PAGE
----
Ambitious Plan To Build World Cup Stadium In Middle Of Amazon Facing Several Hurdles
Even though the World Cup "has never staged games in a rain forest, much less in the middle of the Amazon," that "is the plan for next summer," according to Sam Borden of the N.Y. TIMES. It is "an ambition that invites plenty of hurdles." What other major stadium project had to drain an “unwelcome tributary of the French River,” as project coordinator Miguel Capobiango Neto put it, "that ran through its foundation?" What other builder "has to spend multiple days on each joint that is soldered because the stifling humidity can cause steel to buckle?" What other job "has to accommodate one of the most ecologically sensitive regions in the world?" Then, "there are the concerns about how many more millions will be spent on cost overruns, not to mention what will happen to the stadium once the four World Cup games scheduled to be played here next year are completed." Despite having as many as 1,400 employees, the project "has been bogged down by the delays, cost increases and design changes that come with seemingly every significant piece of Brazilian infrastructure." German stadium designer gmp-Architekten CEO Hubert Nienhoff said although the “precise planning and implementation that Germans are credited with” might be respected in Brazil, they are “not always compatible with the existing pragmatic day-to-day business” in the country. The stadium "was supposed to cost" about 500M reais ($227M) and "be completed by July." Now, the stadium will cost at least 600M reais ($271M) and "is scheduled to be finished by December." Of course, there are some who believe the four World Cup games set for Manaus "should not be played here anyway." Former Brazilian national team player and Brazilian Congress member Romário said, "The stadiums in Manaus, Cuiaba and Natal -- they are absurd. There will be a couple games there and then what? Who will go? It is an absolute waste of time and money" (N.Y. TIMES, 9/24).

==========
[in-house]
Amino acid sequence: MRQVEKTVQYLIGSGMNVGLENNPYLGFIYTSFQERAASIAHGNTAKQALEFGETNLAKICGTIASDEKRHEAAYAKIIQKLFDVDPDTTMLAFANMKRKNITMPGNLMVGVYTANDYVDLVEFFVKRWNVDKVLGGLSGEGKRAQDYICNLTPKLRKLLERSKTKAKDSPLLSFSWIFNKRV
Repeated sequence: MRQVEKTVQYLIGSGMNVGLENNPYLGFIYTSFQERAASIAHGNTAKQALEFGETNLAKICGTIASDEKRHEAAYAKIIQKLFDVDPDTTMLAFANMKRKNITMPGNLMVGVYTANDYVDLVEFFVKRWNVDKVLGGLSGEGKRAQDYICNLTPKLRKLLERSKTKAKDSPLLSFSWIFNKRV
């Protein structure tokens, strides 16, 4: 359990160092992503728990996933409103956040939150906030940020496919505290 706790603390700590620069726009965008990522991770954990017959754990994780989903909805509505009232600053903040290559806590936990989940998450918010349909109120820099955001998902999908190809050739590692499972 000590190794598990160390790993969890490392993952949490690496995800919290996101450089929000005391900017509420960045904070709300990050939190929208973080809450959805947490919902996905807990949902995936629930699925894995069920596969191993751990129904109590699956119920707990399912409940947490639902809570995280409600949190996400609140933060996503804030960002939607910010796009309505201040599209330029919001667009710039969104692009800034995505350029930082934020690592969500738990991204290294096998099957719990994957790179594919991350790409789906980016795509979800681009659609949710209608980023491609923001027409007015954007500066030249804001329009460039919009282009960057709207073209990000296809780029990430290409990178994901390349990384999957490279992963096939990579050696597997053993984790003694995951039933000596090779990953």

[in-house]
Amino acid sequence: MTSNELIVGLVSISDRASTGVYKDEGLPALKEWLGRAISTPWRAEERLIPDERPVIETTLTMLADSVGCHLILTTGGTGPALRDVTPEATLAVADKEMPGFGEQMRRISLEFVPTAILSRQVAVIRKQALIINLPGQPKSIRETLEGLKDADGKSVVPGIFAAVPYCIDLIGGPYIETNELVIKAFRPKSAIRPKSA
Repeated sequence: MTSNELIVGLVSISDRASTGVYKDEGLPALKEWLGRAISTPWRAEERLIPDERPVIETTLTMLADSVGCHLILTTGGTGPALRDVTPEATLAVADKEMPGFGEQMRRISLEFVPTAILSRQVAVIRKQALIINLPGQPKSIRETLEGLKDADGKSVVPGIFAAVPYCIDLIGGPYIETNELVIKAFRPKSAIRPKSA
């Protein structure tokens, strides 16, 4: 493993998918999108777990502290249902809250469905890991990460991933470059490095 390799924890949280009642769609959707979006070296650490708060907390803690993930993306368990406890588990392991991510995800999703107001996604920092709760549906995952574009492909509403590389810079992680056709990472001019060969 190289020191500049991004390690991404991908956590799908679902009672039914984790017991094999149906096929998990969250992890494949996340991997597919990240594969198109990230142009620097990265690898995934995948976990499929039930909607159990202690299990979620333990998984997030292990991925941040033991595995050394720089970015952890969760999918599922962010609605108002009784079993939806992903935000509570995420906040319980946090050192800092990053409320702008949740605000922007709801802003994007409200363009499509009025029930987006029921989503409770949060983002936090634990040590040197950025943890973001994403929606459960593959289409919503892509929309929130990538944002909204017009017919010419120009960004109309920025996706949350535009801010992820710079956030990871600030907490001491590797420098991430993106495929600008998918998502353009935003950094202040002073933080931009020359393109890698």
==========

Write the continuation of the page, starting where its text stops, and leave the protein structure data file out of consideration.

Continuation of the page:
A 'NOVEL IDEA': The AP's Stephen Wade reported the stadium "may not become a white elephant after all." Amazonas state court system spokesperson Alvaro Corado said that Judge Sabino Marques "had proposed a novel idea." Quoting Marques, Corado said, "He would, perhaps, suggest to the government of the state of Amazonas that the stadium be used as a processing center for prisoners after the World Cup." Marques is "also the president of a group that monitors the prison system in the state" (AP, 9/24).